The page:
The collection, analysis, and sharing of data-for example, surveillance data on pests and diseases-represents a specific and important example of limited coordination. Although some information sharing initiatives exist, individual organizations typically collect data according to their own needs and capacity, not sharing it among other partners who may spend resources collecting the same or similar data. A further example is the lack of means and opportunities for partners to share knowledge and effective practices and tools for enabling desired stakeholder behaviours.

3. The Basis for the Plant and Animal Health Strategy: Objectives, Guiding Principles and Scope

Partners developed the Plant and Animal Health Strategy to set the direction for advancing Canada's current approach to the safeguarding of plant and animal health towards an integrated system of partners and activities; to embed continuous improvements in how the system operates and evolves; to build upon and coordinate the efforts of all partners to maximize synergies while minimizing overlaps and gaps; to adapt in step with changing risks, needs, and capacities of partners; and to identify priorities and concrete actions.

As a starting point, partners identified the following three objectives of the Strategy:

Objective 1

Canada has the necessary information and awareness needed to support forward-looking risk management and evidence-based decisions.

Objective 2

Canada has a comprehensive, effective and integrated system that prevents and proactively addresses plant and animal health risks.

Objective 3

Canada has a robust and responsive plant and animal health system that supports economic growth and market competitiveness for Canadian products.

To complement these objectives, partners agreed on the value of a series of principles to guide the development of the Strategy, and ultimately its implementation. The guiding principles include the following:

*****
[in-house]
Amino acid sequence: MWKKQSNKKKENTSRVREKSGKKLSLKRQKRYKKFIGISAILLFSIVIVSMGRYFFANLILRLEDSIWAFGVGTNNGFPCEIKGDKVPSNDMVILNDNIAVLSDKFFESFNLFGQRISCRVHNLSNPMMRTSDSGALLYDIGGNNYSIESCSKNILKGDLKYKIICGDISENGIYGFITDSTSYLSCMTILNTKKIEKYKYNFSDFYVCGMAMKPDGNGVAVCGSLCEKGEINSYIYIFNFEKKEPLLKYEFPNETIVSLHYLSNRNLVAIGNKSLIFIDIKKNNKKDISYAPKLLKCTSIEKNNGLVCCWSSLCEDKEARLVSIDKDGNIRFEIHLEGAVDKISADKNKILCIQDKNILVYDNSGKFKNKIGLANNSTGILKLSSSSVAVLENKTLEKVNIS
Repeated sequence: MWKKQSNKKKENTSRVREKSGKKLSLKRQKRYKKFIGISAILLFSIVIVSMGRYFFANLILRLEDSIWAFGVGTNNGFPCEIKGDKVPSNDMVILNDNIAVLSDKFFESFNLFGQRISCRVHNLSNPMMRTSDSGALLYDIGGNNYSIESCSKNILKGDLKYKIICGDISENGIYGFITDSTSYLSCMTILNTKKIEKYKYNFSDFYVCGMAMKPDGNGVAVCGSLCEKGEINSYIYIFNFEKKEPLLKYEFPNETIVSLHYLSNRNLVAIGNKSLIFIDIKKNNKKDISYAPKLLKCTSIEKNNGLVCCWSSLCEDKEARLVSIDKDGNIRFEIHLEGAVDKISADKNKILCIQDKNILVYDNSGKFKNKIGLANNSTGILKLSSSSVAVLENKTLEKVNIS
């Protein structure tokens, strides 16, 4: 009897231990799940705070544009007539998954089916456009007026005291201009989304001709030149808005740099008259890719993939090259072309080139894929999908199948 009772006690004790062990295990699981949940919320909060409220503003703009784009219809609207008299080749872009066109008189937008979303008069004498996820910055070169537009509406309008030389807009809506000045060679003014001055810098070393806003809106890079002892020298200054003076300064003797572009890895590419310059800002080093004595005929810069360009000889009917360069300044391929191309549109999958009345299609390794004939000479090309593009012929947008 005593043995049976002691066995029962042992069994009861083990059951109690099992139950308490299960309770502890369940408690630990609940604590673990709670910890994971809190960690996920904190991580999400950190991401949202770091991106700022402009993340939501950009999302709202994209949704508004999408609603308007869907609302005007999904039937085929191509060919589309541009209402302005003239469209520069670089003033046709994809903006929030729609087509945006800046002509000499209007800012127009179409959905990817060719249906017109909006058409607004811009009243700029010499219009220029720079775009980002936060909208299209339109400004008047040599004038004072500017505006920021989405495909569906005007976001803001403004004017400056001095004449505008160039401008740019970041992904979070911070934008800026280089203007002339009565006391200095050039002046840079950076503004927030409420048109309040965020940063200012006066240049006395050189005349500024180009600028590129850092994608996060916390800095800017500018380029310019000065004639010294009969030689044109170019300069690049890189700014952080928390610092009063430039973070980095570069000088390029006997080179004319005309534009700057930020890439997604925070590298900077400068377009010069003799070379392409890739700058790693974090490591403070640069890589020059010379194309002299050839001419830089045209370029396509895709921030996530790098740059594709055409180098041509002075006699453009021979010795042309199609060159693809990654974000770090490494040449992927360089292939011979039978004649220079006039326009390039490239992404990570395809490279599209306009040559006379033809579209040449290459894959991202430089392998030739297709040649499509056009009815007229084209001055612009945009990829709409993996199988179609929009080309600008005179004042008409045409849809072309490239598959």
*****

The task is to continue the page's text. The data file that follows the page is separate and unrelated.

Guiding Principles

Prevention-Focused

Efficiency and Continuous Improvement

Adaptive, Evidence- and Risk-Based Approach

Shared Accountability

Collaboration, Sharing, and Transparency

Early in the development of the Strategy, partners were consulted about the types of risks, sectors, and activities that it should include. As a result of the consultations, the Strategy focuses on prevention in high-risk areas, including plant pests and animal diseases, and risks to plant and animal health that originate from agricultural inputs (such as contaminated feed or seed). Because risks from plant pests and animal diseases are not limited to one or several sectors, the Strategy includes a wide breadth of managed sectors. It also considers pests and diseases of unmanaged plant and animal populations, but only in situations in which they may impact managed populations.Footnote 4 It also considers how pests and diseases of managed populations impact the environment. Four categories of activities are considered in the Strategy, including prevention and mitigation, preparedness, response and recovery.

The scope of the Strategy recognizes that, for some areas of risk, there is little potential for control over pathways, and that preparedness and response capacity for such risks will remain vital.

The Strategy aims to complement, not duplicate, the efforts of other existing strategies or policies. For example, this Strategy recognizes the value of a range of existing strategies and initiatives (Appendix 2), and is intended to build on their successes and strengths and help bring about a cohesive approach. In addition, the Strategy is intended to build on the strengths of existing related federal and provincial programs relating to crop and animal production inputs such as fertilizer safety, seed standards and integrity, feeds, veterinary biologics, plant and animal treatments, and plant biosafety. As the Strategy is implemented and its activities evolve with the changing needs of the plant and animal health system, it will be important to ensure ongoing consistency with other strategies and support to complementary activities. Appendix 2 provides information on related frameworks and strategies to consider during the ongoing implementation of the Plant and Animal Health Strategy.